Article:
1[(1)] When a person who is arrested, whether on a charge or otherwise, alleges, at the time when he is produced before a Magistrate or at any time during the period of his detention in custody that the examination of his body will afford evidence which will disprove the commission by him of any offence or which will establish the commission by any other person of any offence against his body, the Magistrate shall, if requested by the arrested person so to do direct the examination of the body of such person by a registered medical practitioner unless the Magistrate considers that the request is made for the purpose of vexation or delay or for defeating the ends of justice.

2[(2) Where an examination is made under sub-section (1), a copy of the report of such examination shall be furnished by the registered medical practitioner to the arrested person or the person nominated by such arrested person.]

CrPc (Amendment) Act, 2005 (Notes on Clauses)

Section 54 has been amended to provide that a copy of the report of the medical examination of the arrested person should also be furnished by the registered medical practitioner to the arrested person or his nominee, after his medical examination has been conducted.

State Amendment

Uttar Pradesh:

In section 54, the following sentence shall be inserted at the end, namely:-

“The registered medical practitioner shall forthwith furnish to the arrested person a copy of the report of such examination free of cost.”

[Vide Uttar Pradesh Act 1 of 1984, sec. 7 (w.e.f. 1-5-1984)].

After section 54, the following section shall be inserted, namely:-

“54-A. Test identification of the accused.- When a person is arrested on a charge of committing an offence and his test identification by any witness is considered necessary by any Court having jurisdiction, it shall be lawful for an Executive Magistrate acting at the instance of such Court, to hold test identification of the person arrested.”

[Vide Uttar Pradesh Act 1 of 1984, sec. 8 (w.e.f. 1-5-1984)

1. Section 54 renumbered as sub-section thereof by Act 25 of 2005, sec. 10.

2. Ins. by Act 25 of 2005, sec. 10.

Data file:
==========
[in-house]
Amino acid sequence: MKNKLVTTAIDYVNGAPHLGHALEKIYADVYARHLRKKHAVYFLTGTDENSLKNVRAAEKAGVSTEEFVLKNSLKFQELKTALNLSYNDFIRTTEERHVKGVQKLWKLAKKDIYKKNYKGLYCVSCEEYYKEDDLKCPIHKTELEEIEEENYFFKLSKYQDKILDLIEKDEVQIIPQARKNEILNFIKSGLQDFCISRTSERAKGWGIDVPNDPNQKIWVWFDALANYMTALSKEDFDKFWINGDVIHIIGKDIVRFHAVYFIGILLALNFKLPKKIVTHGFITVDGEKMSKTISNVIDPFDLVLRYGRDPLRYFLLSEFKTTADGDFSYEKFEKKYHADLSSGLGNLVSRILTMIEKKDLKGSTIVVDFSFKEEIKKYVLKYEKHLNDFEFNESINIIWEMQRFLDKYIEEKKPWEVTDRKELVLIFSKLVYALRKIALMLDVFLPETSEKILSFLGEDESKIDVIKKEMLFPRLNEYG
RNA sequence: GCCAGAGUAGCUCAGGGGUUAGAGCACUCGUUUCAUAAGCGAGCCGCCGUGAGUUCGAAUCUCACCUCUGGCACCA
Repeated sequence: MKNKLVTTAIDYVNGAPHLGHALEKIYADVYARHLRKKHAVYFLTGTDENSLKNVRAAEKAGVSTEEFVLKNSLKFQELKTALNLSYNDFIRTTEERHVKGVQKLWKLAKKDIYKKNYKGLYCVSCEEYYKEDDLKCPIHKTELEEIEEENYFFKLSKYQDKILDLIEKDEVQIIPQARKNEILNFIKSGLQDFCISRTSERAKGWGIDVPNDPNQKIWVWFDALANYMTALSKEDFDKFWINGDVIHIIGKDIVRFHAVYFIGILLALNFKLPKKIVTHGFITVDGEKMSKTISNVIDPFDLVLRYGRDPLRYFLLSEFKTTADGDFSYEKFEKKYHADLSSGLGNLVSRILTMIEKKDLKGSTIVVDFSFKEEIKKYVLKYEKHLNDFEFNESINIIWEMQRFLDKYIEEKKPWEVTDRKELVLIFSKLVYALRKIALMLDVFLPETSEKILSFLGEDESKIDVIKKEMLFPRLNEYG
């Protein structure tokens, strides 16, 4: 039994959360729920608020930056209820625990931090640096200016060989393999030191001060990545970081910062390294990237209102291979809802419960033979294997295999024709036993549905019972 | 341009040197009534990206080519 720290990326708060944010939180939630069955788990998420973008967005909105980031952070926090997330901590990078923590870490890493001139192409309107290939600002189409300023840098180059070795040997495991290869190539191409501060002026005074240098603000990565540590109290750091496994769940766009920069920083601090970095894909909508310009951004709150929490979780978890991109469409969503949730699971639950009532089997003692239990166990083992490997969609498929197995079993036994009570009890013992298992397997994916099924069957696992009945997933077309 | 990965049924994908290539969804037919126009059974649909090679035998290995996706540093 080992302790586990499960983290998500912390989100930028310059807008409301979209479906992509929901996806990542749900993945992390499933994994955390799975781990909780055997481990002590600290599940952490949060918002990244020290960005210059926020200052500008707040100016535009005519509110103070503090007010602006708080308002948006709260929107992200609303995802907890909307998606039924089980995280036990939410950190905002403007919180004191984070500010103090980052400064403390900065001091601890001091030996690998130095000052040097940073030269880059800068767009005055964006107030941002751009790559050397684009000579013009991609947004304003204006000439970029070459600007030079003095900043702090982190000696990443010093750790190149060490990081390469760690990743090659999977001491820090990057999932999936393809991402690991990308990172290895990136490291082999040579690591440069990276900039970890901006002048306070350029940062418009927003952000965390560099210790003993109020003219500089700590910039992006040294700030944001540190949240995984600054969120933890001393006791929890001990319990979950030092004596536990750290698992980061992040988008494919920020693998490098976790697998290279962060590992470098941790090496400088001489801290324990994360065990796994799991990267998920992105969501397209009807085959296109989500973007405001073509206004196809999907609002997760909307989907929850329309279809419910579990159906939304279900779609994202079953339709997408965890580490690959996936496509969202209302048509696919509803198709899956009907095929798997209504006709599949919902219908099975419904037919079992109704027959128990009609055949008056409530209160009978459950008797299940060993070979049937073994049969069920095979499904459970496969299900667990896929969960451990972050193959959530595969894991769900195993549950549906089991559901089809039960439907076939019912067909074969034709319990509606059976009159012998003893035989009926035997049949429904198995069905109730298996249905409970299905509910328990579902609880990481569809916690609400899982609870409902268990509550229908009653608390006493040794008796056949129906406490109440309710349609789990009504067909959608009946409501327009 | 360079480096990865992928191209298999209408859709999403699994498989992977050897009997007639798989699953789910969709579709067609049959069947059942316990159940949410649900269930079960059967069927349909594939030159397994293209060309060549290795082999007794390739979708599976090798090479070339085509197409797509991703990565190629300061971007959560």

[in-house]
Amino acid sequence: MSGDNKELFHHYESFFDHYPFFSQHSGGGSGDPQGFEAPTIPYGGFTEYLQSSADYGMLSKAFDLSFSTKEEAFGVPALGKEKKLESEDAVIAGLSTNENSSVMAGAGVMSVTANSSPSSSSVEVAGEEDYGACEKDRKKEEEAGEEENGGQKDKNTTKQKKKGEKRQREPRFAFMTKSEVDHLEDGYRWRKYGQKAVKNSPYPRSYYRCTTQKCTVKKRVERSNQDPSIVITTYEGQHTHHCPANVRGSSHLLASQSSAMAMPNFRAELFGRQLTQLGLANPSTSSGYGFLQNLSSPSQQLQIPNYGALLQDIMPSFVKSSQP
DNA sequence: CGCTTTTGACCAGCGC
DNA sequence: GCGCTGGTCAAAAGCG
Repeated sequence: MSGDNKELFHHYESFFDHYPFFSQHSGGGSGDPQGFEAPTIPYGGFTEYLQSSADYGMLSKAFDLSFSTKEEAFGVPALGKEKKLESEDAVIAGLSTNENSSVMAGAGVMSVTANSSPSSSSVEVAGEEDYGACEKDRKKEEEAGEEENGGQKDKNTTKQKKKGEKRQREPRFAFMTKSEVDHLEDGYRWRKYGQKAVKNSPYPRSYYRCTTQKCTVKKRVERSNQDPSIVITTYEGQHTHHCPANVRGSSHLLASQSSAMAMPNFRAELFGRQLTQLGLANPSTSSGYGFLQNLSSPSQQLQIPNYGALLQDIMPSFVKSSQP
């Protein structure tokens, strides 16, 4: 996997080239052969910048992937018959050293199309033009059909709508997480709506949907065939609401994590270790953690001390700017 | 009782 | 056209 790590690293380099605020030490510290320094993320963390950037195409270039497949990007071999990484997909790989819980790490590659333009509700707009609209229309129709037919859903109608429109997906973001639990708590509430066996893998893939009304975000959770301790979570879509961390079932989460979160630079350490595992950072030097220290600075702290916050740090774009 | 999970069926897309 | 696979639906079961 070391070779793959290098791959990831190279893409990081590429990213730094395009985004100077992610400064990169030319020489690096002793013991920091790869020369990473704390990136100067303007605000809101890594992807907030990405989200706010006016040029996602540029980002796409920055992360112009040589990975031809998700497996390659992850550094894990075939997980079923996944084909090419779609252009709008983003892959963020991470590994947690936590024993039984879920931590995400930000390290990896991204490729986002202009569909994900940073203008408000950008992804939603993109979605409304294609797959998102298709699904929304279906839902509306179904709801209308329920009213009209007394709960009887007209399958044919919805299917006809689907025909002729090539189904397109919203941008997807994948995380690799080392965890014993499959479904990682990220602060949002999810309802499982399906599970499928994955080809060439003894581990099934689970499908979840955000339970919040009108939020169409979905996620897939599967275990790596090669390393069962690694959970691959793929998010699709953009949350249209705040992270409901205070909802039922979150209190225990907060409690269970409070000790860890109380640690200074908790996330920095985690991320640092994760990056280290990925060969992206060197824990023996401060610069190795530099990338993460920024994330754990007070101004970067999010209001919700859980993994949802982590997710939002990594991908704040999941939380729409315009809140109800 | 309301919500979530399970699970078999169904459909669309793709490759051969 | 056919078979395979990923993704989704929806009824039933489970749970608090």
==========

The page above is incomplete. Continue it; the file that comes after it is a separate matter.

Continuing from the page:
54A. Identification of person arrested

1[54A. Identification of person arrested:- Where a person is arrested on a charge of committing an offence and his identification by any other person or persons is considered necessary for the purpose of investigation of such offence, the Court, having jurisdiction, may on the request of the officer in charge of a police station, direct the person so arrested to subject himself to identification by any person or persons in such manner as the Court may deem fit.]

CrPc (Amendment) Act, 2005 (Notes on Clauses)

Section 54 A empowers the Court to direct specifically the holding of the identification of the arrested person at the request of the prosecution.

2["Provided that, if the person identifying the person arrested is mentally or physically disabled, such process of identification shall take place under the supervision of a Judicial Magistrate who shall take appropriate steps to ensure that such person identifies the person arrested using methods that person is comfortable with:

Provided further that if the person identifying the person arrested is mentally or physically disabled, the identification process shall be videographed.".]

——————————————-

1. Ins. by Act 25 of 2005, sec. 11.

2. Inserted by Section 12 of ‘The Criminal Law (Amendment) Act, 2013′

55. Procedure when police officer deputes subordinate to arrest without warrant

(1) When any officer in charge of a police station or any police officer making an investigation under Chapter XII requires any officer subordinate to him to arrest without a warrant (otherwise than in his presence) any person who may lawfully be arrested without a warrant, he shall deliver to the officer required to make the arrest an order in writing, specifying the person to be arrested and the offence or other cause for which the arrest is to be made and the officer so required shall, before making the arrest, notify to the person to be arrested the substance of the order and, if so required by such person, shall show him the order.

(2) Nothing in sub-section (1) shall affect the power of a police officer to arrest a person under section 41.

56. Person arrested to be taken before Magistrate or officer in charge of police station.

A police officer making an arrest without warrant shall, without unnecessary delay and subject to the provisions herein contained as to bail, take or send the person arrested before a Magistrate having jurisdiction in the case, or before the officer in charge of a police station.